The Fed is doing both. Something like 60% of Treasury issuance to pay for the continuing insane deficits (35% of Federal spending is borrowed) wound up on the Fed's balance sheet last year. It does pass through banks: the Federal Reserve is a semi-private corporation owned by member banks and chartered by a 1913 act of Congress to get around antitrust concerns.
Also, political objections (in the form of objections to Fed board nominations) have all come from the Tea Party Right of late, which is very opposed to quantitative easing as a debasement of the dollar. Kinda naive, when it did so many good things, like force China further off its peg. In the long term, QE, by debasing the dollar just transfers wealth from savers and the wealthy (ie, the 1±%) to debtors. For the 99%, its terrible if you are a pensioner but ultimately helpful if you're underwater on your mortgage.
― The Painter of Blight™ (Sanpaku), Thursday, 10 May 2012 19:30 (2 years ago) Permalink
oh cool i'm glad they do this thing. stupid tea party. money is one of the few things that is for-real magic, and it's upsetting to me when there's a magic wand sitting there not being used.
― Philip Nunez, Thursday, 10 May 2012 19:45 (2 years ago) Permalink
Right, inflation is bad for savers of money and people on fixed income, good for people with debt, and kind of neutral for everyone else as long as it doesn't get out of control (all other things being equal, wages rise with inflation).
― Scott, bass player for Tenth Avenue North (Hurting 2), Thursday, 10 May 2012 19:47 (2 years ago) Permalink
And most of the 99% right now are more likely to be people with debt than savers, although some are certainly on fixed incomes.
― Scott, bass player for Tenth Avenue North (Hurting 2), Thursday, 10 May 2012 19:48 (2 years ago) Permalink
"The idea that you're going to be able to prosecute goldman sachs executives for criminal financial fraud remains one of the most annoying and time-wasting red herrings of the left"
― World Congress of Itch (Dr Morbius), Thursday, 10 May 2012 20:22 (2 years ago) Permalink
Ok Morbs, name a specific criminal statute and make a case to me that it was violated by a Goldman Sachs executive.
― Scott, bass player for Tenth Avenue North (Hurting 2), Thursday, 10 May 2012 20:23 (2 years ago) Permalink
At the moment, the vast majority of prosecutable fraud from the mortgage bubble arises from "upstream" of the financial engineers at the Wall St. banks. Loan originators who falsified income documentation, appraisers who inflated appraisals to retain business, etc. A strong case can be made that only a few of the mortgage-back security aggregators really knew or care how bad the credit risks had become in the 2005-7 timeframe, so long as some fool in a Dusseldorf landesbank was willing to buy them.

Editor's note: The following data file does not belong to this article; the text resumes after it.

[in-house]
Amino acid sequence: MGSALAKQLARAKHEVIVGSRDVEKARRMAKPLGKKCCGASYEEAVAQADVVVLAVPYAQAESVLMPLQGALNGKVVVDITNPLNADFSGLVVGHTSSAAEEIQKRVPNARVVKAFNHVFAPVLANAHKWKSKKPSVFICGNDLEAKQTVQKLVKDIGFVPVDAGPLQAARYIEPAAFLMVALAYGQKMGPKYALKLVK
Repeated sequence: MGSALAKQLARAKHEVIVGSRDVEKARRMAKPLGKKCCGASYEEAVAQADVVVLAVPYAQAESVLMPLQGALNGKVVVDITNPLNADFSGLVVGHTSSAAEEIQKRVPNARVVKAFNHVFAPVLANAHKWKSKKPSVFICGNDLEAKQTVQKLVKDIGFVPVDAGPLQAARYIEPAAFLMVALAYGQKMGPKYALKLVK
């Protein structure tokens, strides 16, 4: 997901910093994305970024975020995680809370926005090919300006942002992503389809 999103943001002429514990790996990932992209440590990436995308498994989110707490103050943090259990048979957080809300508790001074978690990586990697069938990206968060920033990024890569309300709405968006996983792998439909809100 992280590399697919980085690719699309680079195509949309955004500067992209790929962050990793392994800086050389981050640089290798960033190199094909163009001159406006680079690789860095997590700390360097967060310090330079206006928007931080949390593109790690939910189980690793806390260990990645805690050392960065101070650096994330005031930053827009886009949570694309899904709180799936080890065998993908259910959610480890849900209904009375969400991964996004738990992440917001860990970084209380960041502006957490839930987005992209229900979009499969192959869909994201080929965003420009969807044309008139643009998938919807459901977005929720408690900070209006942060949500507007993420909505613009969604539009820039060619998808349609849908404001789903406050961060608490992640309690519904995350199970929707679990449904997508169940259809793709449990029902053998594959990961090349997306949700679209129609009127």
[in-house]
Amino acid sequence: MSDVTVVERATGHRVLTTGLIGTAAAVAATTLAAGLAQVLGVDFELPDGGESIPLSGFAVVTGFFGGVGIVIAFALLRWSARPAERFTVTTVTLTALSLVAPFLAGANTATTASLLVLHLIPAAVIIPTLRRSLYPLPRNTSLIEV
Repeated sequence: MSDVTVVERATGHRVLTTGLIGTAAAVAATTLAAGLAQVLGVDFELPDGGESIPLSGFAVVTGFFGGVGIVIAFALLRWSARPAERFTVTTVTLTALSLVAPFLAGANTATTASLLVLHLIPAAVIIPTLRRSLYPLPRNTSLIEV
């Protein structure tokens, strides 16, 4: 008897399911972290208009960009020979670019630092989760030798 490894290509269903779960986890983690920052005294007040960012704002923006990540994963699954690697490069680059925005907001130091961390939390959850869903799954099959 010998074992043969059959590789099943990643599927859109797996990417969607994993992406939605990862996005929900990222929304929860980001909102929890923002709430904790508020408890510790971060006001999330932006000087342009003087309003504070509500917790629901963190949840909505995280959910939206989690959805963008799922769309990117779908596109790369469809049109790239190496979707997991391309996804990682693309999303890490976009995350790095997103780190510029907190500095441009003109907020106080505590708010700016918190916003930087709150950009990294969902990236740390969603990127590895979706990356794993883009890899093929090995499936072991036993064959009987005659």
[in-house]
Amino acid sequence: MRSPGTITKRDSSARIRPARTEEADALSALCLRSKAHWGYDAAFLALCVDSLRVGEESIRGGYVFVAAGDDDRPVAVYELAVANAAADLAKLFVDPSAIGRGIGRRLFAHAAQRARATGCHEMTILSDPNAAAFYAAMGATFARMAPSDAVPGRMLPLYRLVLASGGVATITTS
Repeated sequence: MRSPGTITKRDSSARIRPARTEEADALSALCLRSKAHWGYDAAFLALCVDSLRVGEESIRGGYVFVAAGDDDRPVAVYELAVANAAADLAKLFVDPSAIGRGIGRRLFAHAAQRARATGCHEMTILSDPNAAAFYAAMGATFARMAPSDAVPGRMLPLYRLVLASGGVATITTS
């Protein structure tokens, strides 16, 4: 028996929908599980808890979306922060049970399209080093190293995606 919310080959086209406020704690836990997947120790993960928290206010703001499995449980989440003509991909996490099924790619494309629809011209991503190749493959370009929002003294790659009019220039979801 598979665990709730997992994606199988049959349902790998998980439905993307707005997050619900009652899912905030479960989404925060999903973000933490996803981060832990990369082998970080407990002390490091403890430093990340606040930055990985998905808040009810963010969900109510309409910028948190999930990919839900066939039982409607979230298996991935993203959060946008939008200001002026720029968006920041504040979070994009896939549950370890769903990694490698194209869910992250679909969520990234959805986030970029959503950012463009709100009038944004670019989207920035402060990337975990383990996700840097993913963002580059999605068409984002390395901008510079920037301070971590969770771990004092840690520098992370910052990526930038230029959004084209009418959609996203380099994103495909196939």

William K. Black, one of the best sources on the lack of prosecution for credit-bubble fraud, IIRC notes that the majority of the white-collar crime investigators at the FBI and other Federal law enforcement agencies were reassigned to investigate money-laundering for terrorist organizations in the aftermath of 9/11. A budgetary request for more hires to replace them was nixed by Congress.
― The Painter of Blight™ (Sanpaku), Thursday, 10 May 2012 21:27 (2 years ago) Permalink
The subcommittee made a formal referral to the department (as did the federal Financial Crisis Inquiry Commission, chaired by Phil Angelides), and Levin publicly stated his view that criminal inquiry was warranted.
― curmudgeon, Thursday, 10 May 2012 21:29 (2 years ago) Permalink
Ok, but you'd have to demonstrate criminal intent on the part of Goldman EXECUTIVES in structuring Abacus.
― Scott, bass player for Tenth Avenue North (Hurting 2), Thursday, 10 May 2012 21:38 (2 years ago) Permalink
I mean it's not like these deals get personally signed off on by Lloyd Blankfein himself.
As you probably know, I'm not a lawyer; I'm an amateur asshole.
(just a joek, kidz)
― World Congress of Itch (Dr Morbius), Thursday, 10 May 2012 21:53 (2 years ago) Permalink